I am not going to retire from adding value to projects, I am merely going to retire from working for other people and working for an income; the value-add will show in either increasing the capital value of an asset, its ability to do work or it will increase other people’s income which may reduce my costs. I still won’t be able to escape the demon of income tax on my pension, even after Nick Clegg and his merry men achieve their goals with the tax threshold. At least you don’t pay NI on a pension, and I’ve got more than my thirty years’ NI stamps paid now.

In my attempts to reduce taxation over the last three years I took my eye off the ball as to the damage NI does – for all the trumpeting of the aim to take low earners out of income tax I note wryly that the 12% NI tax still starts at Β£6000. Barstewards…

So I’m retiring from income, not from adding value to stuff. I’m not yet ready to hang up my soldering iron, keyboard and spanners for good πŸ˜‰

And on that note I am going to start with that health kick, get up off my ass and bike to work, so the fuel tanker drivers and the Government can stick it, too πŸ˜‰ Tossers, the lot of them.

A very British fuel panic

On the way to work I spotted this very British fuel mini-panic (it was taken after the rush hour). Exactly what the Minister Francis Maude ordered. Panic, but only a little bit. Oh and on the topic of increasing fuel costs, that’s the last time you get to see a price of under Β£1.40 a litre. That’s up 40% from this time two and a half years ago.

petrol at 101.9 ppl


13 thoughts on “Retiring Early – a high-level view. It’s not all about the money”

  1. I love the self-questioning in this piece. “I am struck by the blaze of energy and the remarkable generosity of spirit. Perhaps I never had this by nature…”

    Have you read William Boyd’s Any Human Heart? I highly recommend it for a perspective on the stages of life.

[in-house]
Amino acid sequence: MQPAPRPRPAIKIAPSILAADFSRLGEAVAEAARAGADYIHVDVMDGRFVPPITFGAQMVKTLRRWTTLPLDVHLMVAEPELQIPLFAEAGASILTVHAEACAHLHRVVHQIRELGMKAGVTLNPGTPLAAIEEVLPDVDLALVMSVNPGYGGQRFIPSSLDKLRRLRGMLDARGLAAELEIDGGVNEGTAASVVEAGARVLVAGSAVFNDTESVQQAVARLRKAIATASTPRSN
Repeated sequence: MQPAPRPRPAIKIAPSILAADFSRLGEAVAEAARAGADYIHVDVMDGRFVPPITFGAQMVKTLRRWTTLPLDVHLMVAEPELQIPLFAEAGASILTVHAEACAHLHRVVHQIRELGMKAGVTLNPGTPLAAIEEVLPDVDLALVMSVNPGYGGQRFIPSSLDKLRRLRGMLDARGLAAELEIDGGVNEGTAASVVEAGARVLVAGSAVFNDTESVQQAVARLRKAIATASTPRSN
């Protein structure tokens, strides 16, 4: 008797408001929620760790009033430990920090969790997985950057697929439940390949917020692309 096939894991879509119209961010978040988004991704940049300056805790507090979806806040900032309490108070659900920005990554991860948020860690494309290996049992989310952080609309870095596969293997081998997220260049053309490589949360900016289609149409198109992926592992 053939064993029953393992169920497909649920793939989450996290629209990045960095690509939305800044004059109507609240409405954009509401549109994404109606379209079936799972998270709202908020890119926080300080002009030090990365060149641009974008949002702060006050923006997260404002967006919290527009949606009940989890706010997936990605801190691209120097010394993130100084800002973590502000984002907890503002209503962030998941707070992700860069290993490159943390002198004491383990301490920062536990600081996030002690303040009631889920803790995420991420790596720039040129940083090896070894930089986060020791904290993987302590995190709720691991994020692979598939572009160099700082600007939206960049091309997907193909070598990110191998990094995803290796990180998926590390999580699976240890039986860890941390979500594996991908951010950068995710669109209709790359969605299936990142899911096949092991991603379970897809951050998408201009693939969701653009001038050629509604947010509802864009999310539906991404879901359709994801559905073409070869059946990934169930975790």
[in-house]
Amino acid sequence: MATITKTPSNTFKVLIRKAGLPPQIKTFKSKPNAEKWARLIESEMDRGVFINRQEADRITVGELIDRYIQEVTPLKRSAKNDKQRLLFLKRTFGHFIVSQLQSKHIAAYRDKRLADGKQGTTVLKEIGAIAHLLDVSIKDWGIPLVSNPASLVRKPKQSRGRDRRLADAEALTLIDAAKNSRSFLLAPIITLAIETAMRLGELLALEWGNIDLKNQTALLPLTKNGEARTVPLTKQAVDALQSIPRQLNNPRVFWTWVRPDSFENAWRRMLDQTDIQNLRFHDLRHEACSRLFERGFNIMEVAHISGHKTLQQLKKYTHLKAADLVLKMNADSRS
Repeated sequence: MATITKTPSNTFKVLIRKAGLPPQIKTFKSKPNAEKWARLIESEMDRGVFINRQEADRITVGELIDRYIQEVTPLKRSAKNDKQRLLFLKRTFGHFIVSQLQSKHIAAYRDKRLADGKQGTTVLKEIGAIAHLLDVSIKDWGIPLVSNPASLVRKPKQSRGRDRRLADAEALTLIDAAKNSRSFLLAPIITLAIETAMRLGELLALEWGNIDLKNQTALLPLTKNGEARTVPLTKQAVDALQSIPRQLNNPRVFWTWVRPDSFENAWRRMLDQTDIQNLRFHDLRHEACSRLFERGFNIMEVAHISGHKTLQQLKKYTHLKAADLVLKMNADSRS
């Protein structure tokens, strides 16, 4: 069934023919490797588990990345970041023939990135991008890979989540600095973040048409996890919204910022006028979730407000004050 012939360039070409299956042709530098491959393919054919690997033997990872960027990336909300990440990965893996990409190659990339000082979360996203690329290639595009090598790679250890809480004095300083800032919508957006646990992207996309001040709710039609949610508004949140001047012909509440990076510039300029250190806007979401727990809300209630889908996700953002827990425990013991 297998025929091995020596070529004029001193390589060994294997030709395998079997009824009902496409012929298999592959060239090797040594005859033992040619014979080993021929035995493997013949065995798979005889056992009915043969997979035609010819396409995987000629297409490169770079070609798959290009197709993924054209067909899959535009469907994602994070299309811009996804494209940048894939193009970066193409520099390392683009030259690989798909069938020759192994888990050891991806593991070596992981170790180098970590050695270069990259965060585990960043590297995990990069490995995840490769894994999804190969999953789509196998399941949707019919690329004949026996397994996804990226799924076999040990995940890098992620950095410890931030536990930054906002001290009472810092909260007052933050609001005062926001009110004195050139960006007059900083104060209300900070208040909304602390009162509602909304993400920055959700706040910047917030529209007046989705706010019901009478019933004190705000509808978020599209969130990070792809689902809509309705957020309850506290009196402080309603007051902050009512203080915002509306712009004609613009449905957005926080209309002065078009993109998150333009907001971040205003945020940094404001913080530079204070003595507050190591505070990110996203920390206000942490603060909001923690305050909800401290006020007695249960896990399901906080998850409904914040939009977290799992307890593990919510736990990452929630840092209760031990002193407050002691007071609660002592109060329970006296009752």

2. @ermine Time for a solar water heater ? I think you could go solar for water heating for about 5-6 thousand UK ducats.It costs about 9 thousand Canuck pesos back home.


  3. Interesting. My own solution to the exercise/transport question has been an electric bicycle. The beauty of it is, you get exercise (you still need to pedal) but it is not a chore going up the hills. I used this to commute on my last couple of years of employment and now use it most days for shopping, countryside trips, etc. My wife has one too. Marvellous – and it has allowed us to operate with only 1 car.


  4. Great article, and something I am still mulling over. I seem to keep coming back to things I loved doing as a child – drawing, arts & crafts, making clothes. I just cannot imagine 30 years of those kinds of activities, and feel that some form of project would be better.


  5. Good insights – both in this and in the last post. I have set my early retirement date for 31 March 2013, and it feels pretty good to be on the final furlong, so to speak.

    Sad that a career that I once enjoyed and felt continual enthusiasm for has now been dulled by the eager adoption of daft management theories coupled with the relentless march of EU legislation. Still, there we are.

    I work in the not for profit advice sector, and friends who know my plans tend naturally to assume that, once retired from working for a living, I will just continue to do the same sort of thing as before – but on a voluntary basis. I won’t.

    Instead, I am building-in six months for recovery from work – during that time I wont allow myself to sign up for anything, or commit to doing anything on a regular basis. That gives me time to actually think about what existing interests I want to pursue, and the sorts of new things I might be interested in doing.

    I honestly believe that working full time in a stressful occupation literally leaves you with no head space to think about these things. There is no intellectual or emotional energy left over after work, and holidays are needed for rest – not brainstorming!

    I’ve worked a few years longer than you have, and for the last God knows how long I have lived on a small proportion of my salary – so retirement from pay will not make much material difference to the way I live. Of course, getting used to the fact that I no longer have a chunk of money popping into the current account every month will probably take quite some psychological adjustment…

    Fortunately, I am not even remotely attracted to the popular golf/cruises retirement template that is pushed at us from all sides. I know there is a whole world of interesting and satisfying stuff out there to do, and being able to offer your time, skills or sometimes just presence without having to ask for any payment opens so many new doors.